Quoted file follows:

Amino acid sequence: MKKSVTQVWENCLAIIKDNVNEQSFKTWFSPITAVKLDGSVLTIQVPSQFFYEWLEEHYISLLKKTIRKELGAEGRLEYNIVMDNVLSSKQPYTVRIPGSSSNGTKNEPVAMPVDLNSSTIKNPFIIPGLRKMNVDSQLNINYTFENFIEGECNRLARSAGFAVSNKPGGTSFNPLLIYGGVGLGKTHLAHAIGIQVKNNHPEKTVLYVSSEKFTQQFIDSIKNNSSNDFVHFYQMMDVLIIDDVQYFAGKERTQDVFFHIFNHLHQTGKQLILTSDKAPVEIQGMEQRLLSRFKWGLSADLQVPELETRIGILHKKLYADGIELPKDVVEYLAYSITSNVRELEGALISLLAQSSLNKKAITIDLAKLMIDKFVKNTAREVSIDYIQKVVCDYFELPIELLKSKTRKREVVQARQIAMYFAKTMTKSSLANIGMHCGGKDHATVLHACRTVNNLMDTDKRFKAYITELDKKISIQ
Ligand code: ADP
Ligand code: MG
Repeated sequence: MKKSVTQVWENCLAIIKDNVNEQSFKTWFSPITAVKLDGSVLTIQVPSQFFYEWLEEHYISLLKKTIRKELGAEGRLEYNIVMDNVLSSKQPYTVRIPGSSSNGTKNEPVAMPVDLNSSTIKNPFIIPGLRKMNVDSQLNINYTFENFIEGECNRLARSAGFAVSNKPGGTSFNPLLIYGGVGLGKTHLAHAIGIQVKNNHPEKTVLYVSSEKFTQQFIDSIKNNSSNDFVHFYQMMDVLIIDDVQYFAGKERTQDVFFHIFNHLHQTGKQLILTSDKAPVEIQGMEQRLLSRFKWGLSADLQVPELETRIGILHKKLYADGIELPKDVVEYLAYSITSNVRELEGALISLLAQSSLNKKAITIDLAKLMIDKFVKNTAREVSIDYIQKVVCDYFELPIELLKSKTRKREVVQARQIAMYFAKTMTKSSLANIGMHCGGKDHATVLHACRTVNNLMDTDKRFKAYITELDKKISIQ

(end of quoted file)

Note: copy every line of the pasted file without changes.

Amino acid sequence: MKKSVTQVWENCLAIIKDNVNEQSFKTWFSPITAVKLDGSVLTIQVPSQFFYEWLEEHYISLLKKTIRKELGAEGRLEYNIVMDNVLSSKQPYTVRIPGSSSNGTKNEPVAMPVDLNSSTIKNPFIIPGLRKMNVDSQLNINYTFENFIEGECNRLARSAGFAVSNKPGGTSFNPLLIYGGVGLGKTHLAHAIGIQVKNNHPEKTVLYVSSEKFTQQFIDSIKNNSSNDFVHFYQMMDVLIIDDVQYFAGKERTQDVFFHIFNHLHQTGKQLILTSDKAPVEIQGMEQRLLSRFKWGLSADLQVPELETRIGILHKKLYADGIELPKDVVEYLAYSITSNVRELEGALISLLAQSSLNKKAITIDLAKLMIDKFVKNTAREVSIDYIQKVVCDYFELPIELLKSKTRKREVVQARQIAMYFAKTMTKSSLANIGMHCGGKDHATVLHACRTVNNLMDTDKRFKAYITELDKKISIQ
Ligand code: ADP
Ligand code: MG
Repeated sequence: MKKSVTQVWENCLAIIKDNVNEQSFKTWFSPITAVKLDGSVLTIQVPSQFFYEWLEEHYISLLKKTIRKELGAEGRLEYNIVMDNVLSSKQPYTVRIPGSSSNGTKNEPVAMPVDLNSSTIKNPFIIPGLRKMNVDSQLNINYTFENFIEGECNRLARSAGFAVSNKPGGTSFNPLLIYGGVGLGKTHLAHAIGIQVKNNHPEKTVLYVSSEKFTQQFIDSIKNNSSNDFVHFYQMMDVLIIDDVQYFAGKERTQDVFFHIFNHLHQTGKQLILTSDKAPVEIQGMEQRLLSRFKWGLSADLQVPELETRIGILHKKLYADGIELPKDVVEYLAYSITSNVRELEGALISLLAQSSLNKKAITIDLAKLMIDKFVKNTAREVSIDYIQKVVCDYFELPIELLKSKTRKREVVQARQIAMYFAKTMTKSSLANIGMHCGGKDHATVLHACRTVNNLMDTDKRFKAYITELDKKISIQ